For the best experience on mobile, check out the Moore Blatch mobile app FREE

Get it on Google Play

023 8071 8000

Request a callback   |

Moore Blatch Blog

023 8071 8000

or request a callback

Blog search

Blog by author

Blog archive

Blog tags

Yet more uncertainty for businesses employing EU nationals?

So, Theresa May has promised to battle EU leaders in the next stage of the Brexit divorce talks. This will no doubt make some UK businesses desperate for the Government to lock down the 2-year transition period very nervous, as it will be very difficult to forecast past March 2019. 

It was expected that the Prime Minister would fully accept the EU’s demands, but recent reports state that she will argue against some of the terms; especially in relation to EU nationals in the UK post Brexit. Last December the EU Parliament and UK Government agreed a deal for EU nationals living in the UK.

Under this deal, all EU citizens who had been in the UK for over 5 years by the Brexit date (29 March 2019) were expected to be granted Settled Status. EU nationals who arrived in the UK before the Brexit date were able to stay and get Settled Status after living here for 5 years. The Government said people arriving after the Brexit date could freely live, work and study during the transition period; although they would need to complete a mandatory registration process and meet future UK rules for settlement. The EU has now said existing EU laws about permanent residence should apply until the end of the transition period (31 December 2020).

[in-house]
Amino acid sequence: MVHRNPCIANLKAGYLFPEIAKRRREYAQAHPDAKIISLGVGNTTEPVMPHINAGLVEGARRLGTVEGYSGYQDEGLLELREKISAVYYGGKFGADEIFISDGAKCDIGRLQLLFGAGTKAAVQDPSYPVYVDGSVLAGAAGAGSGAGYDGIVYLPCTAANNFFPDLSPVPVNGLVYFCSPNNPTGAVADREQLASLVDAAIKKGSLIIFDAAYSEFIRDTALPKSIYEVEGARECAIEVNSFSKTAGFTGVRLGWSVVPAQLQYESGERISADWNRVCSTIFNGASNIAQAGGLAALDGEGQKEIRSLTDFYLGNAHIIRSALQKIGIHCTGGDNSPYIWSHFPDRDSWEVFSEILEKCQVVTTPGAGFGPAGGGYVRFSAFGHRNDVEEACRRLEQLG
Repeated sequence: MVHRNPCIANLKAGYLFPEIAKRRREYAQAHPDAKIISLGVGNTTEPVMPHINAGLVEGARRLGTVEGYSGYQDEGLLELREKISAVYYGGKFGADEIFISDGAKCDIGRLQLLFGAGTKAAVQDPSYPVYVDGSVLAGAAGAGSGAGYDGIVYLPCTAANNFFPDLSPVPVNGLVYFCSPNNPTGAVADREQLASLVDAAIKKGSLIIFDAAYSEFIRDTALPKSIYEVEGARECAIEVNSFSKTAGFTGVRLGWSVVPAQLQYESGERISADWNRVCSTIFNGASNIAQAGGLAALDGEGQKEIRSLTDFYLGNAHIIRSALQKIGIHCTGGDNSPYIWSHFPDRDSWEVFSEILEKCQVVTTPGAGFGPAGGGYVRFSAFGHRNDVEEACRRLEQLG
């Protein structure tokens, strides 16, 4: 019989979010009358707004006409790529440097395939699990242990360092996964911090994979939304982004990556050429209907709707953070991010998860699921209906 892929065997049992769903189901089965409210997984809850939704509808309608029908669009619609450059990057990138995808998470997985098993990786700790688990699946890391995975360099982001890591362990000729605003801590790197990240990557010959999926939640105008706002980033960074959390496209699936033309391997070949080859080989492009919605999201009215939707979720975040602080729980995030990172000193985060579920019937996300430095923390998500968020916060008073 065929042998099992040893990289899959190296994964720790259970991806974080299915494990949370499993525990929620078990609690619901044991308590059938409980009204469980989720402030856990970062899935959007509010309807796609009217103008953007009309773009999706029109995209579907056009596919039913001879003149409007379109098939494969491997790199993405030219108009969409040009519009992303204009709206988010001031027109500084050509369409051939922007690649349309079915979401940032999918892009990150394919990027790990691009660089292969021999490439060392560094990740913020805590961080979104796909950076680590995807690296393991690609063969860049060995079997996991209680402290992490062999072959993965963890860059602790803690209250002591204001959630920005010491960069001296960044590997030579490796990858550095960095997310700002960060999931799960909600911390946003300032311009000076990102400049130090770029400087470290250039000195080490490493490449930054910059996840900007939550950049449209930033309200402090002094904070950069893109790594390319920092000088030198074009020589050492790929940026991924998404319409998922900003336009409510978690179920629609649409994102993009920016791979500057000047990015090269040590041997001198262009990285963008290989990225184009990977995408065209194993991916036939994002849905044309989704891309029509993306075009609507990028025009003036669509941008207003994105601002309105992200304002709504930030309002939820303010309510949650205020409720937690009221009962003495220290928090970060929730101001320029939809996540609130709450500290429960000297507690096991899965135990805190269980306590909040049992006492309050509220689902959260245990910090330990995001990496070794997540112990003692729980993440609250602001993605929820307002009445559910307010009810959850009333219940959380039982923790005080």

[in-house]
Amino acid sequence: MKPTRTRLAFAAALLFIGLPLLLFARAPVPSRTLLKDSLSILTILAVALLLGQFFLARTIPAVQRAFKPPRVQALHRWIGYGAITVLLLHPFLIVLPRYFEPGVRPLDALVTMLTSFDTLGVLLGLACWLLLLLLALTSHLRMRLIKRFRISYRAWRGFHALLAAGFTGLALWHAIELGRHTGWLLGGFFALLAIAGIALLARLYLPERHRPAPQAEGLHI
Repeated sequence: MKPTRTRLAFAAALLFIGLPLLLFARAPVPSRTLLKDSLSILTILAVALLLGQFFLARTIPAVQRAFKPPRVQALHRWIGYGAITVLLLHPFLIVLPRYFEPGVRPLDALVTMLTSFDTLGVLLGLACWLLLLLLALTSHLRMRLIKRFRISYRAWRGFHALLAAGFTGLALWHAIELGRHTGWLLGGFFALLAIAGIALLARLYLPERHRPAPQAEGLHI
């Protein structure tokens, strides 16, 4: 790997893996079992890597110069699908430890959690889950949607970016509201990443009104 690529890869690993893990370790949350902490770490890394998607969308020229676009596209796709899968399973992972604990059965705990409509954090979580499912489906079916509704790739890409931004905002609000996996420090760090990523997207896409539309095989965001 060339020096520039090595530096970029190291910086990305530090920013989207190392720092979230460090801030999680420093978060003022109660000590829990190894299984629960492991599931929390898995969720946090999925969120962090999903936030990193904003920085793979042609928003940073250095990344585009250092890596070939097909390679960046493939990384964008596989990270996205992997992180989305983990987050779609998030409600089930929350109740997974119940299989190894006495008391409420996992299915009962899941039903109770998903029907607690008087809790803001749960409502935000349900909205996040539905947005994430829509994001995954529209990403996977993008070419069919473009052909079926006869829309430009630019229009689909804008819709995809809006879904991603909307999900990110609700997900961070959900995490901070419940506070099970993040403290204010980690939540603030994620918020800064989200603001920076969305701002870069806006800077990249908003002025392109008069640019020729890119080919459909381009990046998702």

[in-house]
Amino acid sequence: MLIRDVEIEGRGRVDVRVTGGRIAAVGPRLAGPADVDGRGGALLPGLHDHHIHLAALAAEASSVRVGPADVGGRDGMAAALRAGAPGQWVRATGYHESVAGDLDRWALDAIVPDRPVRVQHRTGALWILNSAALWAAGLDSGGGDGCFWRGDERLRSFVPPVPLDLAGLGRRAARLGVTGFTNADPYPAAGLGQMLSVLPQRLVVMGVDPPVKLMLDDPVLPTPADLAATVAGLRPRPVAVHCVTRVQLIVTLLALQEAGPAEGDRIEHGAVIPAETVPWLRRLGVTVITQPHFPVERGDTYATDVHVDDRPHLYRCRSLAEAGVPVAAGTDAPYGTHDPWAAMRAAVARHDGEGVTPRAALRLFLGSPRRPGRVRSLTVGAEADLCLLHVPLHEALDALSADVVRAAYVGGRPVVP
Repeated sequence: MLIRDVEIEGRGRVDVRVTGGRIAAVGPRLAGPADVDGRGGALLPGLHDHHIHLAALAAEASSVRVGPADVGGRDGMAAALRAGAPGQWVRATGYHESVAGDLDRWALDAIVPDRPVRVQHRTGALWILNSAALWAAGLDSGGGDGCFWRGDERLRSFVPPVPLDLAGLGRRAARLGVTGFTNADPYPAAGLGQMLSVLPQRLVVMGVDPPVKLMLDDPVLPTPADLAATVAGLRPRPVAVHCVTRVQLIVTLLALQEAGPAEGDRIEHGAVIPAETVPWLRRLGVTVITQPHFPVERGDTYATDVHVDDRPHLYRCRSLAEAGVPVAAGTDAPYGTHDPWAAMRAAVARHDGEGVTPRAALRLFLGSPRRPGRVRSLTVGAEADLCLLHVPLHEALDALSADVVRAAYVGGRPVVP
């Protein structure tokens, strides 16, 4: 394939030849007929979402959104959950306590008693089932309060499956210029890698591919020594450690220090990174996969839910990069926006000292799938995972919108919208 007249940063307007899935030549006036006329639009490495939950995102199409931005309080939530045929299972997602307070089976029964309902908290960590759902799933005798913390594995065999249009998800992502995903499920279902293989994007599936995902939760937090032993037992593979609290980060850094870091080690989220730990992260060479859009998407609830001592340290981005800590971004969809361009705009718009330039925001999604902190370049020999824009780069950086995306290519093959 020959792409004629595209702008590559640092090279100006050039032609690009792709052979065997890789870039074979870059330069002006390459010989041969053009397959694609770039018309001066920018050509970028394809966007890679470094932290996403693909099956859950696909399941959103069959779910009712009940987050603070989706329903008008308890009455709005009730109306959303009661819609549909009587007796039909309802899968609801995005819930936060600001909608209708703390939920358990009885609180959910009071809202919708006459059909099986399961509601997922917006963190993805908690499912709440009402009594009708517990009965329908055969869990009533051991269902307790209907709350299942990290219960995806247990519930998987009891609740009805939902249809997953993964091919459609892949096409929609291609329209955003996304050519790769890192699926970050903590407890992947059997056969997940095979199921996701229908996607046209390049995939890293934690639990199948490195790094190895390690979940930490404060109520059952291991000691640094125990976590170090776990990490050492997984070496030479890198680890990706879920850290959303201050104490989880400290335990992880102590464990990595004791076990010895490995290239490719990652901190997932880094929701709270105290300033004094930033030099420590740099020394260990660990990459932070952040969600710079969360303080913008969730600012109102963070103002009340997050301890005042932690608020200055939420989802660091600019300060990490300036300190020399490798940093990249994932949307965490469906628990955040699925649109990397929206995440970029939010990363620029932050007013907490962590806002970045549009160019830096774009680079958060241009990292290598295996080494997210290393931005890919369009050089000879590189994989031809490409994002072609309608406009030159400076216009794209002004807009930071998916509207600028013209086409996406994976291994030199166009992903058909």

Last week, Liam Fox, Secretary for International Trade added to concerns centred around the UK being unable to sign and negotiate agreements, whilst we are still part of the EU. An issue that he claims will only be extended in the 2-year implementation period.

This lack of clarity about the uncertainty for future EU workers in the UK is bad for business, especially in sectors such as hospitality and agriculture that rely heavily on this supply of labour. The next few weeks will be crucial and it will be interesting to see if and how this important issue can be resolved.

If you have any questions about how Brexit may affect you or your business, please contact us at or by phone on 020 3818 5433.


0 Comment

Post a comment

I accept the privacy policy to handle my post.
Mandie Sewa

Request a callback

All fields marked with an asterisk are mandatory